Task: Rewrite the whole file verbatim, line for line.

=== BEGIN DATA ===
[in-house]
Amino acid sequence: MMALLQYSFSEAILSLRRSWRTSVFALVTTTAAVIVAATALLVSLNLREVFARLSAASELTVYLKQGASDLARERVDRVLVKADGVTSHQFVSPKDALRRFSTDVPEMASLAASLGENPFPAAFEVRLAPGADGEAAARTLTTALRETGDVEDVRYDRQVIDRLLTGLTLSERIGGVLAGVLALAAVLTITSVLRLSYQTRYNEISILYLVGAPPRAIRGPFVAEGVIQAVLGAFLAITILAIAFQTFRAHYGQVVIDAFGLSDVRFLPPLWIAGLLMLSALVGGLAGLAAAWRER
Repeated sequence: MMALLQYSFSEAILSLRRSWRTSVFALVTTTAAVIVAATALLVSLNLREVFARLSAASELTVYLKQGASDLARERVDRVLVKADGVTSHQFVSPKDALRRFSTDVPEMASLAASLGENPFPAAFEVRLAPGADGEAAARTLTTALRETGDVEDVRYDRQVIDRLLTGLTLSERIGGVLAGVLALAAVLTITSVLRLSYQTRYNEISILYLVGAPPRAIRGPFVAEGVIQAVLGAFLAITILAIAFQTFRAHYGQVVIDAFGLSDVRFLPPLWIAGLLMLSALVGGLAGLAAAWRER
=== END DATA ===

[in-house]
Amino acid sequence: MMALLQYSFSEAILSLRRSWRTSVFALVTTTAAVIVAATALLVSLNLREVFARLSAASELTVYLKQGASDLARERVDRVLVKADGVTSHQFVSPKDALRRFSTDVPEMASLAASLGENPFPAAFEVRLAPGADGEAAARTLTTALRETGDVEDVRYDRQVIDRLLTGLTLSERIGGVLAGVLALAAVLTITSVLRLSYQTRYNEISILYLVGAPPRAIRGPFVAEGVIQAVLGAFLAITILAIAFQTFRAHYGQVVIDAFGLSDVRFLPPLWIAGLLMLSALVGGLAGLAAAWRER
Repeated sequence: MMALLQYSFSEAILSLRRSWRTSVFALVTTTAAVIVAATALLVSLNLREVFARLSAASELTVYLKQGASDLARERVDRVLVKADGVTSHQFVSPKDALRRFSTDVPEMASLAASLGENPFPAAFEVRLAPGADGEAAARTLTTALRETGDVEDVRYDRQVIDRLLTGLTLSERIGGVLAGVLALAAVLTITSVLRLSYQTRYNEISILYLVGAPPRAIRGPFVAEGVIQAVLGAFLAITILAIAFQTFRAHYGQVVIDAFGLSDVRFLPPLWIAGLLMLSALVGGLAGLAAAWRER